Preparing for Extreme Heat Events

Practices in Identifying Mortality

Published in: Health Security, 14(2), April 15, 2016, 55-63; DOI: 10.1089/hs.2015.004

Posted on RAND.org on March 16, 2017

by Sabrina McCormick, Jaime Madrigano, Emma Zinsmeister

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This article was published outside of RAND. The full text of the article can be found at the link above.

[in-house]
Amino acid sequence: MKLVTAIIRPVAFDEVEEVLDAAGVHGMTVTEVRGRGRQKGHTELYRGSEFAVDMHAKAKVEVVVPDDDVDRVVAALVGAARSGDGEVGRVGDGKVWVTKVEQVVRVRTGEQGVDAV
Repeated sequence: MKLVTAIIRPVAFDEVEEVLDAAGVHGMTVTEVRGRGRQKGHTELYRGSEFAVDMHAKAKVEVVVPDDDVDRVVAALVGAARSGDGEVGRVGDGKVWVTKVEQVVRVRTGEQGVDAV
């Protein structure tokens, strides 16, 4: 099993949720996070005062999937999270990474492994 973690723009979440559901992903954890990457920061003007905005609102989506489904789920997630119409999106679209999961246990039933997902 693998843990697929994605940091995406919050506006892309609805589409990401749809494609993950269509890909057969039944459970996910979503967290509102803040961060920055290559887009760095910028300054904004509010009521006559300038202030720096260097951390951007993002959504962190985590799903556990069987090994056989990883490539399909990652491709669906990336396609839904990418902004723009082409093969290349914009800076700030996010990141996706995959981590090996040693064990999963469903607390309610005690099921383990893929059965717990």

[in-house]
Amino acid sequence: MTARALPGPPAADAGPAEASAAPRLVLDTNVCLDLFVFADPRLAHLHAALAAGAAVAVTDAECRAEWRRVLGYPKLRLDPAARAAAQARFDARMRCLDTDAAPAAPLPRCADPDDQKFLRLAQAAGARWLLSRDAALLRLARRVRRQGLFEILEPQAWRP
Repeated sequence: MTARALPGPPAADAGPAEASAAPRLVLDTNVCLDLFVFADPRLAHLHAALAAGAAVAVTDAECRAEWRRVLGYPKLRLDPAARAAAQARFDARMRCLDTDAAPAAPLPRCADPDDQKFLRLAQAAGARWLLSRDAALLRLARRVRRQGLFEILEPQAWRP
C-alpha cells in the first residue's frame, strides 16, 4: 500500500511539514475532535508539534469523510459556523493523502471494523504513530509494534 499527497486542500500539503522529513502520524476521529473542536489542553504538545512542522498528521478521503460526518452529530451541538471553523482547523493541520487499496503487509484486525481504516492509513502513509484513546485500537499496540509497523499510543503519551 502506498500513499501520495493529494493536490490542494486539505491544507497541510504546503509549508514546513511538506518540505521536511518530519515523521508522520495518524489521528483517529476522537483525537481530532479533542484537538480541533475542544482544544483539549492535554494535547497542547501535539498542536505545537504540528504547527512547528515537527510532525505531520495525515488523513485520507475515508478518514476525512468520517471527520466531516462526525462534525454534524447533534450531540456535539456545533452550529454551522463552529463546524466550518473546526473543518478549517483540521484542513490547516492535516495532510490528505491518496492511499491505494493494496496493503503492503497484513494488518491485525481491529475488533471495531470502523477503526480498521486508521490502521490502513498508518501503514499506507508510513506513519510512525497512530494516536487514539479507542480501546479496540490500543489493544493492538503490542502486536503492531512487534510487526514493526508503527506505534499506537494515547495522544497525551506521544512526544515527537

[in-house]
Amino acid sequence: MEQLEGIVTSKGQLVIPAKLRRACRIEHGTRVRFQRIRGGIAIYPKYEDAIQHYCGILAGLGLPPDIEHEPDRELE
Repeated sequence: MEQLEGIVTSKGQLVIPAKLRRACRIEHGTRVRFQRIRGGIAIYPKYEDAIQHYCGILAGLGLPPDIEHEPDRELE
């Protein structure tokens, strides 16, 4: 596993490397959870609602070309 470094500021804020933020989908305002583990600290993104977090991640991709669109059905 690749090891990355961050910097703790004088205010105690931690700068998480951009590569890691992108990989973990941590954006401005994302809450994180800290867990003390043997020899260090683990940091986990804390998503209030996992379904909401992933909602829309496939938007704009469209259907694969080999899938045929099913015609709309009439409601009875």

Climate change is increasing the frequency and severity of extreme heat events. These events affect cities in increasingly abrupt and catastrophic ways; yet, many of the deaths caused by exposure to heat have gone unnoticed or are inaccurately identified, resulting in a lack of urgency in addressing this issue. We aim to address this under-identification of deaths from heat waves in order to better assess heat risk. We investigated death records in New York City from 2010 to 2012 to identify characteristics that vary between deaths officially categorized as caused by heat wave exposure (oHDs) and those possibly caused by heat (pHDs). We found that oHDs were more often black and of a younger age than would typically be expected. We also found that there was a lack of evidence to substantiate that an oHD had occurred, using the NYC official criteria. We conclude that deaths from heat waves are not being accurately recorded, leading to a mis-estimation. Training regarding the collection and interpretation of evidence may improve preparedness for heat events.

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